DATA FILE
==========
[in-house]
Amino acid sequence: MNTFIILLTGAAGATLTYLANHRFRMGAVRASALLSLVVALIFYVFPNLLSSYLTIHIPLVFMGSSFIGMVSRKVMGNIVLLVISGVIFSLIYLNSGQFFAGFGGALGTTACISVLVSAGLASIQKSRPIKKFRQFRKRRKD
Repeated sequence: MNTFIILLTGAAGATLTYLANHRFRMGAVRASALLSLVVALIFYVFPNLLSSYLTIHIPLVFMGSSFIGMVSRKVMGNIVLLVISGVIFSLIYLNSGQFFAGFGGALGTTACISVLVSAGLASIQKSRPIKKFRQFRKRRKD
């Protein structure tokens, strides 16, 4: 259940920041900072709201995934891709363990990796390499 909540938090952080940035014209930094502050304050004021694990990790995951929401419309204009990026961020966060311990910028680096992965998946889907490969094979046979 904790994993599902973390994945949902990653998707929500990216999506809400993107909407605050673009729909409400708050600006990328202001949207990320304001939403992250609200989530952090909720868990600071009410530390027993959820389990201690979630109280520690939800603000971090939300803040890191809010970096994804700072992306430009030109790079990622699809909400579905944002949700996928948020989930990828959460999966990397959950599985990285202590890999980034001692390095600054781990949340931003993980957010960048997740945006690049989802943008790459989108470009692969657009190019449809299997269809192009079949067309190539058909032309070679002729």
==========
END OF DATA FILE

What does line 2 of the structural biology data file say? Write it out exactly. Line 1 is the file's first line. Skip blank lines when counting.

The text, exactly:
Amino acid sequence: MNTFIILLTGAAGATLTYLANHRFRMGAVRASALLSLVVALIFYVFPNLLSSYLTIHIPLVFMGSSFIGMVSRKVMGNIVLLVISGVIFSLIYLNSGQFFAGFGGALGTTACISVLVSAGLASIQKSRPIKKFRQFRKRRKD